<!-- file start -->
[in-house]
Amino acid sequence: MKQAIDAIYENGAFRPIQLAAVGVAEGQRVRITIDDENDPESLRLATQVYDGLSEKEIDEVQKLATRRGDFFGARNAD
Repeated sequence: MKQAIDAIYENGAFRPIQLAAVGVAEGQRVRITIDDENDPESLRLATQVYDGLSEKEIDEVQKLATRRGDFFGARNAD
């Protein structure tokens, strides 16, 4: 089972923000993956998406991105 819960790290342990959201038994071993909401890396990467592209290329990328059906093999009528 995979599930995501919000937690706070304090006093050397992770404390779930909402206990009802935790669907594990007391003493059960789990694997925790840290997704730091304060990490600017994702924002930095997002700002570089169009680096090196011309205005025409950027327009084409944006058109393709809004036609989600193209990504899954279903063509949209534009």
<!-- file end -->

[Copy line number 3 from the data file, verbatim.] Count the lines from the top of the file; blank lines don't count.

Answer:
Repeated sequence: MKQAIDAIYENGAFRPIQLAAVGVAEGQRVRITIDDENDPESLRLATQVYDGLSEKEIDEVQKLATRRGDFFGARNAD